That’s all for Uncle Alex’s Konspiracy Korner. Tune in next time where we’ll talk about space. We now take you back to your regularly scheduled book review.
Did you also know that Geddy Lee had severe marital issues in the 70s and 80s? True story! While he is still married to his high school sweetheart, and for all we know was always faithful to her,4 Lee was a workaholic. The band always came first. It was this other entity that became a convenient excuse for his exit from the domestic sphere. Gotta make the money, right?
Geddy was always writing music, recording music, playing music, thinking about music . . . and Rush were road hogs, always on tour. Long tours. It put a strain on all three members’ marriages, but Lee can only speak for himself. Just when he and his wife might be getting somewhere, the band beckoned and off he was on tour. They lived separate lives for years, and resentment built as Lee’s beloved Nancy was left alone with their newborn son, trying to embark on her own career with no support. No wonder in the 90s, when Geddy and Nancy were expecting their second child, Lee demanded a few years of downtime. His bandmates, also family men, readily agreed.5
All good stuff. Lee shares hilarious road stories, interesting experiences about recording various albums, his musical influences, people who wronged the band (he has a long memory), his love of baseball all, meeting Robert Plant, people making fun of his voice, the band’s early days, and Neil Peart’s painful last days, being torn between his hatred of lying and his loyalty to his friend’s wishes that no one else know about his four-year-long battle with glioblastoma.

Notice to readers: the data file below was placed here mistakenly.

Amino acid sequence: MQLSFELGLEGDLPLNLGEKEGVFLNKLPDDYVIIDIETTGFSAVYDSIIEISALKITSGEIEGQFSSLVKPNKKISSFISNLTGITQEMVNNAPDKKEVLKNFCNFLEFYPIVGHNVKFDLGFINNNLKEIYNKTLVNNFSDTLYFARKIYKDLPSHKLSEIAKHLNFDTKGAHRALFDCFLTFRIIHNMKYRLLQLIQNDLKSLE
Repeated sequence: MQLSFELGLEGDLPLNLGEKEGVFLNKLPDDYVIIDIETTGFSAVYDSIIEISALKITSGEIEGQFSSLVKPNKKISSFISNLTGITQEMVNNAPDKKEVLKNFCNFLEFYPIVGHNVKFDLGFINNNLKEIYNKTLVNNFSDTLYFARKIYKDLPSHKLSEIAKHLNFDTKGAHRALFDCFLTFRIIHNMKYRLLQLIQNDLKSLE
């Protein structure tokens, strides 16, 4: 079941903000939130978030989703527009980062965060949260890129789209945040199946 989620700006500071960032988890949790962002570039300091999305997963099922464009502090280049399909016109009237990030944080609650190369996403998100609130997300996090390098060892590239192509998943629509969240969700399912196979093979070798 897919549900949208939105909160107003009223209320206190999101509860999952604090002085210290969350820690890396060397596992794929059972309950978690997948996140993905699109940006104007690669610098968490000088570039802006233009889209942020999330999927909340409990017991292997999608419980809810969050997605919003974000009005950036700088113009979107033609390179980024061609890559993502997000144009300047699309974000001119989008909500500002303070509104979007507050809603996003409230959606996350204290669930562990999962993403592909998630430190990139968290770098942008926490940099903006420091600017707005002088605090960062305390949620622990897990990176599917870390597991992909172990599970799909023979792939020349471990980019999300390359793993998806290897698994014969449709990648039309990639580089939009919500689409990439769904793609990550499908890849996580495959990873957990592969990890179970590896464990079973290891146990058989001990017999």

Also, how he regrets every time he ever cut his hair. There’s a lot of references to hair in this book. When Geddy started growing it out, his orthodox Jewish family was not pleased. Geddy is a Boomer, remember, born in 1953, smack in the middle of his generational cohort. Hair was a massive deal back in those days, especially in the relatively square, conformist suburbs. More on this later. Another thing that made this memoir so unique is his discussion of identity.
Geddy’s parents were Polish Jews who survived several concentration camps, including Auschwitz.6 As an aside, some asshole English reporter in the late 70s accused the band of being literal Nazis because Peart at the time was stridently, almost naively, libertarian and a massive, unabashed Ayn Rand fan. I wrote about the sorry mess in my book about the band, but suffice it to say, leftists have been accusing people they disagree with politically of being literal Nazis for decades. Plus ça change, etc. and so on.